Anemia is extremely common in adults who are hospitalized for critical illness, and persistent for at least a year following discharge, a new study finds.
Researchers examined the records of 6,900 adults hospitalized with severe illness in Minnesota between 2010 and 2016. They found that 41% had anemia before hospitalization, and among those who did not, 74% developed incident anemia during their stay. At discharge, anemia prevalence was 80% overall, reported lead author Matthew A. Warner, M.D., of the Mayo Clinic, Rochester, MN.
What’s more, at 12 months after discharge, nearly half of critical illness survivors whose hemoglobin concentration data was available remained anemic (low hemoglobin levels indicate anemia). This group included more than one quarter of survivors without pre-hospitalization anemia. Meanwhile, higher hospital discharge hemoglobin concentrations were associated with a lower risk of death, according to Warner and colleagues.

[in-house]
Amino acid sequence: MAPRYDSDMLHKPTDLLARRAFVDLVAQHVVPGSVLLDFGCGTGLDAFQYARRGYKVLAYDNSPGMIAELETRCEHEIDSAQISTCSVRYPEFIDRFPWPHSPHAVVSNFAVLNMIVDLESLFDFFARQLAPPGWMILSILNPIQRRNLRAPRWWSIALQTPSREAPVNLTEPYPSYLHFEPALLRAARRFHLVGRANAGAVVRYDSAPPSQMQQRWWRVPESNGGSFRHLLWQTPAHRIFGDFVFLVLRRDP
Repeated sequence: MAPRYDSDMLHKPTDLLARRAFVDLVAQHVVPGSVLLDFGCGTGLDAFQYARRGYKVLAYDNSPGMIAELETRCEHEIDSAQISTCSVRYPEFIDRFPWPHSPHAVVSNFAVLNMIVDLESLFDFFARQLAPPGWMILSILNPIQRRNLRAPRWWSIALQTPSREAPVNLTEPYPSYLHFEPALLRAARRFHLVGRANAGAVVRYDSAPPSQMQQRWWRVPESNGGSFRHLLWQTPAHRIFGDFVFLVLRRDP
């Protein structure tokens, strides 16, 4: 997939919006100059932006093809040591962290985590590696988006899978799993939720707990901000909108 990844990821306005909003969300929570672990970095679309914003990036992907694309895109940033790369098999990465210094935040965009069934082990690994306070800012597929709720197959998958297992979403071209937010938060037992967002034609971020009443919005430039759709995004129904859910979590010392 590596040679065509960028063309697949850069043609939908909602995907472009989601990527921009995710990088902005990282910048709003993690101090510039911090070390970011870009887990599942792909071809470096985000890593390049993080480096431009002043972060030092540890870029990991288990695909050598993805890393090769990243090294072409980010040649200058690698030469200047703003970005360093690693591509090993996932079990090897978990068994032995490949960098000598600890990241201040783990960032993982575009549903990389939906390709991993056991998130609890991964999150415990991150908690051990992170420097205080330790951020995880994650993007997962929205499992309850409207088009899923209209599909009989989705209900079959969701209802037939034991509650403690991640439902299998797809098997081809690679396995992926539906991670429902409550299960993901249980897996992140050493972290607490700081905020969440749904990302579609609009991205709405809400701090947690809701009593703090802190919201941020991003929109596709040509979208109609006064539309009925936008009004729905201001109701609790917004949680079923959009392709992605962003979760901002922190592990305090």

The study results may have important implications for clinical outcomes following discharge from intensive care, the authors wrote.
“With a growing awareness of functional limitations in critical illness survivors, the potential associations between persistent anemia and functional recovery in this high-risk group should be considered,” they concluded.
The study was published in JAMA Network Open.